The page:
Paul Ramsay Foundation Award
The University of Melbourne
Young workers face an epidemic of underpayment and exploitation, popularly known as wage theft, and are especially vulnerable for reasons that include: a culture of wage theft in industries where young people make up the majority of employees; a lack of awareness of workplace rights; reluctance to complain about exploitation; and lack of resourcing for proactive detection of non-compliance by regulators.
Harnessing the Power of Data:
Inclusive Growth and Recovery Challenge Impact Report
As a result of their work on this project, the co-leads Timothy Kariotis and John Howe were invited to join the Australian Government’s RegTech Award Compliance Working Group. This group includes representatives of the key employment standards regulators, along with industry participants from digital service provider firms and is exploring ways to use data science to improve business compliance with minimum wages.
Working Towards the Creation of a Wage Theft Database
The University of Melbourne assessed the availability and evaluated the quality of wage theft data in Australia that could be used to develop a wage theft database. The project is about to launch a major survey of young workers to assist in the further development of the database.
Investigating the Feasibility of a Wage Theft Risk Assessment Tool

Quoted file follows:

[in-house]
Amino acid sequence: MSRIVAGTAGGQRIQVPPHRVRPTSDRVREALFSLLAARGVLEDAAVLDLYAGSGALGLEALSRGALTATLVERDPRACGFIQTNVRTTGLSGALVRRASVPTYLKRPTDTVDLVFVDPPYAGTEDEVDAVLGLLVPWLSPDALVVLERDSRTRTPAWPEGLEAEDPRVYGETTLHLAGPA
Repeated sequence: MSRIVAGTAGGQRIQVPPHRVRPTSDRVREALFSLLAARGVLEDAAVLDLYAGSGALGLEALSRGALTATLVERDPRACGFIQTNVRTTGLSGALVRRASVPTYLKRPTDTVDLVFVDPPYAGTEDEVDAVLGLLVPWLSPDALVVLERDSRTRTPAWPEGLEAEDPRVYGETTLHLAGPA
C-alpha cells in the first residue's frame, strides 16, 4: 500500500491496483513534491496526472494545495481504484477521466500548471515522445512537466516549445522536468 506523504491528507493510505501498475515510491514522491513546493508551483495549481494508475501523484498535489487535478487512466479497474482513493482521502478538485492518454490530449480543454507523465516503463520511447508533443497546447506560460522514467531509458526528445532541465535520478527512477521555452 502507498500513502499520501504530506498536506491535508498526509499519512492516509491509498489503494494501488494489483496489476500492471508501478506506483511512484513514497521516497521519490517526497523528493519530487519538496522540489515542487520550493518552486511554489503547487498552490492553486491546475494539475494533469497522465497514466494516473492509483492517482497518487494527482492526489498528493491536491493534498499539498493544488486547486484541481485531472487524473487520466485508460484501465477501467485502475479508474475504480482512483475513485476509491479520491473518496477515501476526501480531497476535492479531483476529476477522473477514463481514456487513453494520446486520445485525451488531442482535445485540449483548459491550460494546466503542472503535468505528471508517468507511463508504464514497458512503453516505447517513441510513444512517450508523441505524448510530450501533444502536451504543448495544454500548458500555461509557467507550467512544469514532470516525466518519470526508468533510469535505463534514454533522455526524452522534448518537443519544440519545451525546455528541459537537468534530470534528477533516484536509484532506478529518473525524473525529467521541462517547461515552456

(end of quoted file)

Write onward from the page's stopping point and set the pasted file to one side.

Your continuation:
Using the Wage Theft Database and the forthcoming national survey, the project is developing a model to help workers and regulators identify the high-risk areas and businesses where wage theft is more likely.
Co-Developing Fair Day’s Work Portal
The project has held co-design workshops with young workers to assist in the development of an online portal to support young people to access tailored information about their employment rights; upload data about their employment; and enable wage theft risk assessment and preventive measures. The portal will be particularly aimed at young workers who are among the most vulnerable to wage theft, including employees in industries at high-risk of wage theft, such as the hospitality and retail industries, and industries that employ large numbers of young migrant workers.
The project has been accepted into the global GovLab’s Solving Public Problems Accelerator, supported by the MacArthur Foundation, which trains participants in equitable innovation skills needed to become more effective and legitimate change makers. The project is launching a national survey in 2023 to develop a new source of data on young people’s employment and pay experiences.